Move the focus point and place it directly on your subject before taking the picture.

Second, I get asked all the time, “what are you focusing on when you take a picture?”  An easy enough question, I focus on my subject.  But more importantly, I focus on what the viewer will be looking at on my subject when they look at the image.  If I am taking picture of a person, most of the time I place the focus point of the camera on a person’s eyes.

This is the first place that we, as humans, look when looking at a person.  To decide where you should place the focus point, think to yourself, “what is the first place I would like my the viewers of this image to look,” and that will help you decide where to put the focus point.


4. Be in the correct focus mode.


Your camera has many different focus modes to choose from when it comes from the factory. Single shot, continuous, servo mode,nikon-focus-modes-sharp-images etc…

And each focus mode has a purpose depending on what you are shooting.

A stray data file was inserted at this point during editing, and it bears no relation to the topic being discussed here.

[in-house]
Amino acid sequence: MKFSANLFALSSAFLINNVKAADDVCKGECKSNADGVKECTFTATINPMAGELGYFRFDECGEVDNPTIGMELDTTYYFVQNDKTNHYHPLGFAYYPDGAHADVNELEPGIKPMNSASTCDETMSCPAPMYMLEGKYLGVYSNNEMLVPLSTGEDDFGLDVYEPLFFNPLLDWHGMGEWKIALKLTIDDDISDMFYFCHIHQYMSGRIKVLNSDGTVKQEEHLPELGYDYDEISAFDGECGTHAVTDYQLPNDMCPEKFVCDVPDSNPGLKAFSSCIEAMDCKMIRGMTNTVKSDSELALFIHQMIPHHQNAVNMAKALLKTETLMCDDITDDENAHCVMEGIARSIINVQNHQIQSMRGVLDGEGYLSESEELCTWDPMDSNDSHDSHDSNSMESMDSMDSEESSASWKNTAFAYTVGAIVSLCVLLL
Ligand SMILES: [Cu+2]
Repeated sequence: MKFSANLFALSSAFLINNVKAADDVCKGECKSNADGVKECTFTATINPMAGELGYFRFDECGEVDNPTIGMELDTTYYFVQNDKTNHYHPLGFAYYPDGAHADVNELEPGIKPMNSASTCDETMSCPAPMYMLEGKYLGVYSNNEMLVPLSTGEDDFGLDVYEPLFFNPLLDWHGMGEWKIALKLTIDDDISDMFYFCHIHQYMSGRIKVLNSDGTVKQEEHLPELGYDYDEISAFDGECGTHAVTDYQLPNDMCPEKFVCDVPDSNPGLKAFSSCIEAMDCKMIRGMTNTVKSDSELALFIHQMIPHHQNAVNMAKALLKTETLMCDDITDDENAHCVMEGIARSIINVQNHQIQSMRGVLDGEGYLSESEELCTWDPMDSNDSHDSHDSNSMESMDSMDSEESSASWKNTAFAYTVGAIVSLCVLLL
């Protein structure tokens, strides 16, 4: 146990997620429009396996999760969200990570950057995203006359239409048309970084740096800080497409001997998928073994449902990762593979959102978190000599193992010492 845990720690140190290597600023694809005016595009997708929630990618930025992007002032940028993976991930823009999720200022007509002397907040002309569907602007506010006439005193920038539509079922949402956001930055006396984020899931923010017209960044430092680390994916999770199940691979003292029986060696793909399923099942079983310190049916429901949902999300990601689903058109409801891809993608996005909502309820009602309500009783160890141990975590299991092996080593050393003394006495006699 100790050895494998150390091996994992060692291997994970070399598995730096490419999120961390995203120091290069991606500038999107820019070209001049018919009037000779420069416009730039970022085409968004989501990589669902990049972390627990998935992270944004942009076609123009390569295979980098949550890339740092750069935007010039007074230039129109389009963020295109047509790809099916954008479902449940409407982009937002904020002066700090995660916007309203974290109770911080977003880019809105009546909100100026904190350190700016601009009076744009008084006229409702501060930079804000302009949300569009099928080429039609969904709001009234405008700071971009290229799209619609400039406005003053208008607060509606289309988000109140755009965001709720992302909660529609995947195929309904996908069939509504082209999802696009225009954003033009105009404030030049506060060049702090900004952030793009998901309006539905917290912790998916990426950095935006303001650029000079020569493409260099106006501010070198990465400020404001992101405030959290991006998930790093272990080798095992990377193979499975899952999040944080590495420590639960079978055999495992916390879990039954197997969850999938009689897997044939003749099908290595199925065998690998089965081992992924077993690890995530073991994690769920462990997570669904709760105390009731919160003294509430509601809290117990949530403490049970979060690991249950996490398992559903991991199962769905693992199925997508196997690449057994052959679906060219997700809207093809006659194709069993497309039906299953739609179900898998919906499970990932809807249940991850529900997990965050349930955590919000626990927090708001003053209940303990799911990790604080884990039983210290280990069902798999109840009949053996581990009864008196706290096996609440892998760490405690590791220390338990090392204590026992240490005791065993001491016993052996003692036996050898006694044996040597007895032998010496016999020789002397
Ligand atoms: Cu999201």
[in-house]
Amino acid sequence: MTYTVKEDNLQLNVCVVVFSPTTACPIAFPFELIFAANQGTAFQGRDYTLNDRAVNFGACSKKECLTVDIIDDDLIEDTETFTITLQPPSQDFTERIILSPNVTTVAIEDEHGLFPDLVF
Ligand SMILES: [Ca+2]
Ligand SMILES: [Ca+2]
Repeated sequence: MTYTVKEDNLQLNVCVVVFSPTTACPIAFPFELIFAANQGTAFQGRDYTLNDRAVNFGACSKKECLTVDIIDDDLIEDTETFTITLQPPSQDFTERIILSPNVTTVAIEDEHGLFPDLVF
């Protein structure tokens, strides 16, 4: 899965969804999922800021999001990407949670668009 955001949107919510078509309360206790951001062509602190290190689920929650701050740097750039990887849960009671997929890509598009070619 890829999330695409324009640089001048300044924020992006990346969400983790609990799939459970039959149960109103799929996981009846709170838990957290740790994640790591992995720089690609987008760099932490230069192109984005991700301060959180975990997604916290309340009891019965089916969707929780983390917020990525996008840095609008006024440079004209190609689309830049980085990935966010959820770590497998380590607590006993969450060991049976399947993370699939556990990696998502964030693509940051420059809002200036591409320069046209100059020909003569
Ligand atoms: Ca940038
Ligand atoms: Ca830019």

Are you familiar with the focus modes of your camera? If not, honestly consider getting my book on the settings of your camera.

It will do wonders for your knowledge one which settings to use at which times when shooting.


When taking pictures of still objects, you will want your camera’s focus mode set to Single Shot for Canon, or AF-S for Nikon.  These focus modes will cause your camera to lock the focus and hold it when you press the shutter release button down.  I use this focus mode 90% of the time.

I am a people photographer, and unless I am shooting a bride walking down the aisle, or fast moving dance pictures, I am in AF-S mode because I shoot with Nikon.  Even when couples are moving a little, snuggling and getting close, AF-S has proven the best mode for sharp

If you are primarily shooting moving subjects, as with sports photography, or wildlife, then you will want to set your camera to continuous mode.

This focus mode will cause the camera to continue to focus, and even track the subject when you press the shutter release button halfway down.